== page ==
Social Media, Its Impact on Emergencies . . . And Vice-Versa

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YourWeatherBlog has been around for a while now – in fact, Lauren’s post on Friday was YWB post number 450 – and after that much time and experience, you pick up a few pointers about productive posting.  One of those points is:  Don’t blog about other blogs.

There’s a typo on the upper-left section where the result is 69% – should be ‘monitor’ and not ‘motor.’ And certainly it’s not “Fort Hood Hood (sic), TX.” But overall, a fascinating look at today.

Except for today, and with kudos to Mashable.  Because has come up with a thought-provoking infographic that anyone at all interested in business continuity will be, well, interested in.  “Thought-provoking infographics” are becoming almost as ubiquitous as blogs themselves, but I digress and this posting is threatening to implode on itself.

My point today is that we’ve all heard and read the phrase “social media has really changed the way we communicate” so many times that it’s almost lost all meaning.   But take a really good look at what this graphic says.   For instance, in the event of an area-wide emergency, a combined 71% might, probably or definitely would use social media channels to let friends and family know they’re safe.  That’s two out of three people who would probably depend on Facebook or Twitter to get such important news out to their loved ones.  That’s amazing.  And yet another reason that your organization should consider setting up its own social media presence if it doesn’t have one already . . . and maybe multiple redundant venues just to make sure.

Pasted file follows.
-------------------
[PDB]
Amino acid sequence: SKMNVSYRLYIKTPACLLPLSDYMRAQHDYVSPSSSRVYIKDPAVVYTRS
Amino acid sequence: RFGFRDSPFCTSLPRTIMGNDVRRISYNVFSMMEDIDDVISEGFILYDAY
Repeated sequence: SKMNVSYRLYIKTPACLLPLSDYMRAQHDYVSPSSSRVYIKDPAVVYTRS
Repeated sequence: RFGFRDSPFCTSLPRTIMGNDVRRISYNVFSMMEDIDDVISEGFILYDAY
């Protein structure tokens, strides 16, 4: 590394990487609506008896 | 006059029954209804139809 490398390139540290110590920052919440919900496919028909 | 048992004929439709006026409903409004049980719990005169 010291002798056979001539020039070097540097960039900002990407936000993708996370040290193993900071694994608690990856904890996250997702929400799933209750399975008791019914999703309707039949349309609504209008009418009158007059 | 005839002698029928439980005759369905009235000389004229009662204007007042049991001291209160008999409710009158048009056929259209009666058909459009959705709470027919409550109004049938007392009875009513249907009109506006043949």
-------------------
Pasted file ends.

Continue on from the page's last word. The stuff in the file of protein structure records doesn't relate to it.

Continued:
The individual services may come and go – five years from now we’ll all be snoobing on our StarHud accounts, whatever those will look like – but online sharing with the world is here to stay.   If you don’t think your participation is necessary, take another look at the graphic.

Granted, although data sources for the infographic (igloo, American Red Cross, Twitter itself, etc.) are cited, no mention is made of who was polled to generate these percentages.  I’d be particularly interested to see what age range was queried because presented with a sudden emergency, I’d dial 911 a hundred times before I resorted to tweeting about it.  Then again, maybe that just means I’m old.

Although, come to think of it, in the weeks without electricity* after Ike, we did use Twitter on our phones to find ice, see which restaurants in our neighborhood were opening for brief periods and to hear about which bars were rationing out much-coveted cell phone charging outlets.  So.  Maybe I’m not so old after all.

* ImpactWeather Ops lost power only briefly after Ike and during that time, we were supported by our large, dependable and always fueled-up generator.  At home, I was not quite so blessed.

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